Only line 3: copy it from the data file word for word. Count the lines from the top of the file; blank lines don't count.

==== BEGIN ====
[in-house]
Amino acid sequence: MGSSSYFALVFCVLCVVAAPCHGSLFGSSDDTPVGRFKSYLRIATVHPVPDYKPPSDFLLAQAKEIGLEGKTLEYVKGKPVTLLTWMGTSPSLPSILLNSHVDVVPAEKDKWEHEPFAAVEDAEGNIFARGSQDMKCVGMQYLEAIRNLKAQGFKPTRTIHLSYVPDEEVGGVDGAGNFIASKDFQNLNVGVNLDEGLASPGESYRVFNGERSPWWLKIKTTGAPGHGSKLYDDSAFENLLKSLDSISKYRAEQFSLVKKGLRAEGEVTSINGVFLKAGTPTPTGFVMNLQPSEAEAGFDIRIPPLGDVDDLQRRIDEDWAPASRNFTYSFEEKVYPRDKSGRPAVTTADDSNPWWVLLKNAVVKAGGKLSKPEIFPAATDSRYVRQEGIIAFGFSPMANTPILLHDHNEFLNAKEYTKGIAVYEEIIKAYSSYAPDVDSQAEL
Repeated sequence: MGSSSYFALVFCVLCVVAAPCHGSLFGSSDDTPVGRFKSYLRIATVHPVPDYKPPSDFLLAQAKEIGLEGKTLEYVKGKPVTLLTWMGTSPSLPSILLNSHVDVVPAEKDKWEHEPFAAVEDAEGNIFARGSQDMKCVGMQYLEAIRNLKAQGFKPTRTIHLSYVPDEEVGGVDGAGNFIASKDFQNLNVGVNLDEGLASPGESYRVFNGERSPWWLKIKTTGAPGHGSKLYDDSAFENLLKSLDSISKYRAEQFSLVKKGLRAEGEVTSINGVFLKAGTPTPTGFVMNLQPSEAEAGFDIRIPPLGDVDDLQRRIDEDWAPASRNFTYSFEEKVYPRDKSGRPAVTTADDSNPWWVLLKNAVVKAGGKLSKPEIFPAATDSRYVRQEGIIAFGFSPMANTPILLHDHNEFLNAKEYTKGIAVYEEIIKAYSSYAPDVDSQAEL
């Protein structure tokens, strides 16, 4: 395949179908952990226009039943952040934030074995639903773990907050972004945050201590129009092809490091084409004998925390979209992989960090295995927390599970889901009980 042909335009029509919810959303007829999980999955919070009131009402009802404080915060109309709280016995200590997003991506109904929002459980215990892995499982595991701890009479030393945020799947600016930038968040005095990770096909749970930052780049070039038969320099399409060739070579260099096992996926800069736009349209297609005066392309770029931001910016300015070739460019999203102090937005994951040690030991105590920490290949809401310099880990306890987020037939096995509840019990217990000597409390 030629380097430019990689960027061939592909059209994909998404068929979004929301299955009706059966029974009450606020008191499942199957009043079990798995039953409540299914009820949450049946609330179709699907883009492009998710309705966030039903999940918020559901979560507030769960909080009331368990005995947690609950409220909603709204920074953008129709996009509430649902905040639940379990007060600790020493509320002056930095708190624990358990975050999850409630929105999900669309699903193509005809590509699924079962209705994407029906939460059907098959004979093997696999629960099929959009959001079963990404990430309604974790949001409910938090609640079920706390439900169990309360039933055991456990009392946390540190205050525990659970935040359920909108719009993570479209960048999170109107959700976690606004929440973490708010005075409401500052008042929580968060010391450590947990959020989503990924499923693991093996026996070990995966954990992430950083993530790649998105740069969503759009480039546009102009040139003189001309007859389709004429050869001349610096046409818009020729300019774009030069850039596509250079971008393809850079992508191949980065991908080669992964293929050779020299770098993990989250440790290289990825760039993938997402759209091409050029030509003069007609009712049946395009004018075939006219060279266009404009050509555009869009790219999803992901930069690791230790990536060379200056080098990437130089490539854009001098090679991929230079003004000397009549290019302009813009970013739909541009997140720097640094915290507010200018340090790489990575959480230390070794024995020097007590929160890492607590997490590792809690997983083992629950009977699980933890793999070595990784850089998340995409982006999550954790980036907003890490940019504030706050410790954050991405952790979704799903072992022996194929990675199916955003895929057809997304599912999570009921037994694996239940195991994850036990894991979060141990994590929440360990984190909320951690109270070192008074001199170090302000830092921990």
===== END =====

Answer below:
Repeated sequence: MGSSSYFALVFCVLCVVAAPCHGSLFGSSDDTPVGRFKSYLRIATVHPVPDYKPPSDFLLAQAKEIGLEGKTLEYVKGKPVTLLTWMGTSPSLPSILLNSHVDVVPAEKDKWEHEPFAAVEDAEGNIFARGSQDMKCVGMQYLEAIRNLKAQGFKPTRTIHLSYVPDEEVGGVDGAGNFIASKDFQNLNVGVNLDEGLASPGESYRVFNGERSPWWLKIKTTGAPGHGSKLYDDSAFENLLKSLDSISKYRAEQFSLVKKGLRAEGEVTSINGVFLKAGTPTPTGFVMNLQPSEAEAGFDIRIPPLGDVDDLQRRIDEDWAPASRNFTYSFEEKVYPRDKSGRPAVTTADDSNPWWVLLKNAVVKAGGKLSKPEIFPAATDSRYVRQEGIIAFGFSPMANTPILLHDHNEFLNAKEYTKGIAVYEEIIKAYSSYAPDVDSQAEL